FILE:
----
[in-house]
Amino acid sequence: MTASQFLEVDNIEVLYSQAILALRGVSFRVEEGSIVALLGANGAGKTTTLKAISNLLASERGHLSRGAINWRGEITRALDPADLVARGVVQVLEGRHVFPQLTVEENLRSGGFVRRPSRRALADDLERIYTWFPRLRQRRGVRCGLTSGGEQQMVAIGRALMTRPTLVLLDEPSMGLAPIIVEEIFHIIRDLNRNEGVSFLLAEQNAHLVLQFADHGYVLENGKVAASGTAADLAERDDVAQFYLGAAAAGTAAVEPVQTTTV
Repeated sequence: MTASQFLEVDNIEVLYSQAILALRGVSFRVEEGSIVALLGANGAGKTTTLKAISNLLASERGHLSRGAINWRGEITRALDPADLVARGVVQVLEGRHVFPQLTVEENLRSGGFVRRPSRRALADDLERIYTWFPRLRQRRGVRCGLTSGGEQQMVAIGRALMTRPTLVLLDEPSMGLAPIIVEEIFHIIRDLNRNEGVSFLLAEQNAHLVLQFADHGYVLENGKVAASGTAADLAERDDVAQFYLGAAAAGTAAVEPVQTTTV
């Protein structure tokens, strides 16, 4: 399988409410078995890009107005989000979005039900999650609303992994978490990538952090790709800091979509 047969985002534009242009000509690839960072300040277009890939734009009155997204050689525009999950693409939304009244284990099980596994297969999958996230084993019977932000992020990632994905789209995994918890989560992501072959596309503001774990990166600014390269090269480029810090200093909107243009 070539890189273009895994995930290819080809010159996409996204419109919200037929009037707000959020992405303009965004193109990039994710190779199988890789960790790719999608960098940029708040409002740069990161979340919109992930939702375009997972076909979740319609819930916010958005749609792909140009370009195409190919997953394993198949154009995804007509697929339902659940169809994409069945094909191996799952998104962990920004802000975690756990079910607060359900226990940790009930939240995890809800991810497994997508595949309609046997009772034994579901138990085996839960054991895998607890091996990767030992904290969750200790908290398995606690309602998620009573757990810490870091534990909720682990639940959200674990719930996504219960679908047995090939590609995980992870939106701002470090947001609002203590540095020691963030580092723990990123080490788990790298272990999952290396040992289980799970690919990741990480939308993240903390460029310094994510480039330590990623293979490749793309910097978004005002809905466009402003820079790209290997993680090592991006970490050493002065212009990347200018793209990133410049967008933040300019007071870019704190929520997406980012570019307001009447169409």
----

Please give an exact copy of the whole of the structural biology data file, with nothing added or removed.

[in-house]
Amino acid sequence: MTASQFLEVDNIEVLYSQAILALRGVSFRVEEGSIVALLGANGAGKTTTLKAISNLLASERGHLSRGAINWRGEITRALDPADLVARGVVQVLEGRHVFPQLTVEENLRSGGFVRRPSRRALADDLERIYTWFPRLRQRRGVRCGLTSGGEQQMVAIGRALMTRPTLVLLDEPSMGLAPIIVEEIFHIIRDLNRNEGVSFLLAEQNAHLVLQFADHGYVLENGKVAASGTAADLAERDDVAQFYLGAAAAGTAAVEPVQTTTV
Repeated sequence: MTASQFLEVDNIEVLYSQAILALRGVSFRVEEGSIVALLGANGAGKTTTLKAISNLLASERGHLSRGAINWRGEITRALDPADLVARGVVQVLEGRHVFPQLTVEENLRSGGFVRRPSRRALADDLERIYTWFPRLRQRRGVRCGLTSGGEQQMVAIGRALMTRPTLVLLDEPSMGLAPIIVEEIFHIIRDLNRNEGVSFLLAEQNAHLVLQFADHGYVLENGKVAASGTAADLAERDDVAQFYLGAAAAGTAAVEPVQTTTV
């Protein structure tokens, strides 16, 4: 399988409410078995890009107005989000979005039900999650609303992994978490990538952090790709800091979509 047969985002534009242009000509690839960072300040277009890939734009009155997204050689525009999950693409939304009244284990099980596994297969999958996230084993019977932000992020990632994905789209995994918890989560992501072959596309503001774990990166600014390269090269480029810090200093909107243009 070539890189273009895994995930290819080809010159996409996204419109919200037929009037707000959020992405303009965004193109990039994710190779199988890789960790790719999608960098940029708040409002740069990161979340919109992930939702375009997972076909979740319609819930916010958005749609792909140009370009195409190919997953394993198949154009995804007509697929339902659940169809994409069945094909191996799952998104962990920004802000975690756990079910607060359900226990940790009930939240995890809800991810497994997508595949309609046997009772034994579901138990085996839960054991895998607890091996990767030992904290969750200790908290398995606690309602998620009573757990810490870091534990909720682990639940959200674990719930996504219960679908047995090939590609995980992870939106701002470090947001609002203590540095020691963030580092723990990123080490788990790298272990999952290396040992289980799970690919990741990480939308993240903390460029310094994510480039330590990623293979490749793309910097978004005002809905466009402003820079790209290997993680090592991006970490050493002065212009990347200018793209990133410049967008933040300019007071870019704190929520997406980012570019307001009447169409």